CFS Study shows: Costs of relocating euro OTC derivatives clearing to the EU would be considerably lower than the London Stock Exchange claims

30 November 2017

In light of the upcoming Brexit, the question arises as to how it will impact the clearing of euro-denominated OTC derivatives. Over 90 percent of this business is currently cleared via LCH Clearnet, a subsidiary of the London Stock Exchange (LSE). The current volume of outstanding euro-denominated contracts alone is over USD 80 trillion.

In light of the increasing importance of central counterparties (CCPs) in terms of international financial stability, a discussion is underway as to whether it should be mandatory to locate the clearing of euro OTC derivatives of EU-based firms within the European Union after Brexit.

Because if a clearing house were to run into financial distress, it is very likely that the ECB would be forced to provide the euro liquidity needed to stabilise the respective CCP. Direct supervision of systemically important CCPs by the ECB would therefore be essential to ensure European financial stability. Consequently, a substantial proportion of this business would have to be shifted from the London-based LCH to a CCP based in the EU.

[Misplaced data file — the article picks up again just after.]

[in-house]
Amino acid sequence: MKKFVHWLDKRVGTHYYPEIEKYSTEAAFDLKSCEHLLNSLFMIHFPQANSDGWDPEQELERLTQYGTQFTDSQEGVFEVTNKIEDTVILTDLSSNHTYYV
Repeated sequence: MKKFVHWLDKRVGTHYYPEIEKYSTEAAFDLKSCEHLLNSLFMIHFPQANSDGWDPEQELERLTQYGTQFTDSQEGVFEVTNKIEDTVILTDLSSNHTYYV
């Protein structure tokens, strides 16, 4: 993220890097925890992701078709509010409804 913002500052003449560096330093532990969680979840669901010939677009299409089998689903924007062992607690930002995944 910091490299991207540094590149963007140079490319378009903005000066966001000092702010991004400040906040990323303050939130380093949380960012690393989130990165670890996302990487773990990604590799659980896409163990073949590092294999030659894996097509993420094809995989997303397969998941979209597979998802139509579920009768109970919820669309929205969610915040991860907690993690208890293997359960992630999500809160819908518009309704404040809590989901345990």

Opponents of such a relocation invoke the enormous costs it would entail in various studies. According to a position paper from the London Stock Exchange, these costs could amount to USD 100bn.

The Center for Financial Studies (CFS) at Goethe University Frankfurt has analysed the existing studies and made its own calculation of the relocation costs. The CFS finds that the costs would come to approximately USD 0.6bn p.a., or approximately USD 3.2bn over a period of five years.

Professor Volker Brühl, author of the study, explains: “Due to the fragmentation of the market there may be a temporary increase in costs. However, the costs of up to USD 100bn cited by LSE are not verifiable and are far too high. Basing an estimate on more realistic assumptions, the maximum costs over a period of five years are likely to be around EUR 3.2bn. This is before even accounting for the potential savings that asset management companies could make as a result of the relocation.”

“In light of the great importance of CCPs for European financial stability, from my point of view a relocation to the EU is essential. The associated costs are only temporary and are negligible in size, especially in relation to the volume of the market in question, which is well into the trillions,” Professor Brühl continues.



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Download CFS study (pdf)


Sabine Kimmel
Center for Financial Studies
House of Finance
Goethe University Frankfurt
E-Mail: kimmel(@)     
Tel.: (069) 798-30050